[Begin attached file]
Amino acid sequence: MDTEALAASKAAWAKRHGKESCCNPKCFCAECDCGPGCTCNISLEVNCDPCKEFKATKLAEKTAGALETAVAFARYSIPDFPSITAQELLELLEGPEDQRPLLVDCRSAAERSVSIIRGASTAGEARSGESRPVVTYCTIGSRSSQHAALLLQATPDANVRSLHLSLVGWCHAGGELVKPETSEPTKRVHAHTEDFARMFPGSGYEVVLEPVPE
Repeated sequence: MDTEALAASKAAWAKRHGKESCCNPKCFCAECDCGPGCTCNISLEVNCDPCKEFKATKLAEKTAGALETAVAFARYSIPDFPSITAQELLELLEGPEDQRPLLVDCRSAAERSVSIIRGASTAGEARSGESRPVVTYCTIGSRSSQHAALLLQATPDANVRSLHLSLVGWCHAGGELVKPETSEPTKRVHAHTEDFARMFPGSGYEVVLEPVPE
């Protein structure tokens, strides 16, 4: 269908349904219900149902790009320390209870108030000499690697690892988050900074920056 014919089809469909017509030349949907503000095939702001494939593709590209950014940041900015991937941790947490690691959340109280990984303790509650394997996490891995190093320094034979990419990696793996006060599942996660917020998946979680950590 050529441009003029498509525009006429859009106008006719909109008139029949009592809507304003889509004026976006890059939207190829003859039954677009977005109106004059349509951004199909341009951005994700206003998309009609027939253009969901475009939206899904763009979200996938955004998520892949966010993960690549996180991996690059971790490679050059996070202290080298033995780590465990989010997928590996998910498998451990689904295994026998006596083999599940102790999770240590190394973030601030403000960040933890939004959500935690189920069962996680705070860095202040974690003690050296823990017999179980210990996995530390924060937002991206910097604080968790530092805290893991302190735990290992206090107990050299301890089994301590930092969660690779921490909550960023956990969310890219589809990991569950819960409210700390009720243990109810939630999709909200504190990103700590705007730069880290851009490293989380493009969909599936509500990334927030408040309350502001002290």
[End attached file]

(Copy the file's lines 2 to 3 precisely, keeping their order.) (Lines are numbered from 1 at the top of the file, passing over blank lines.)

Repeated sequence: MDTEALAASKAAWAKRHGKESCCNPKCFCAECDCGPGCTCNISLEVNCDPCKEFKATKLAEKTAGALETAVAFARYSIPDFPSITAQELLELLEGPEDQRPLLVDCRSAAERSVSIIRGASTAGEARSGESRPVVTYCTIGSRSSQHAALLLQATPDANVRSLHLSLVGWCHAGGELVKPETSEPTKRVHAHTEDFARMFPGSGYEVVLEPVPE
């Protein structure tokens, strides 16, 4: 269908349904219900149902790009320390209870108030000499690697690892988050900074920056 014919089809469909017509030349949907503000095939702001494939593709590209950014940041900015991937941790947490690691959340109280990984303790509650394997996490891995190093320094034979990419990696793996006060599942996660917020998946979680950590 050529441009003029498509525009006429859009106008006719909109008139029949009592809507304003889509004026976006890059939207190829003859039954677009977005109106004059349509951004199909341009951005994700206003998309009609027939253009969901475009939206899904763009979200996938955004998520892949966010993960690549996180991996690059971790490679050059996070202290080298033995780590465990989010997928590996998910498998451990689904295994026998006596083999599940102790999770240590190394973030601030403000960040933890939004959500935690189920069962996680705070860095202040974690003690050296823990017999179980210990996995530390924060937002991206910097604080968790530092805290893991302190735990290992206090107990050299301890089994301590930092969660690779921490909550960023956990969310890219589809990991569950819960409210700390009720243990109810939630999709909200504190990103700590705007730069880290851009490293989380493009969909599936509500990334927030408040309350502001002290």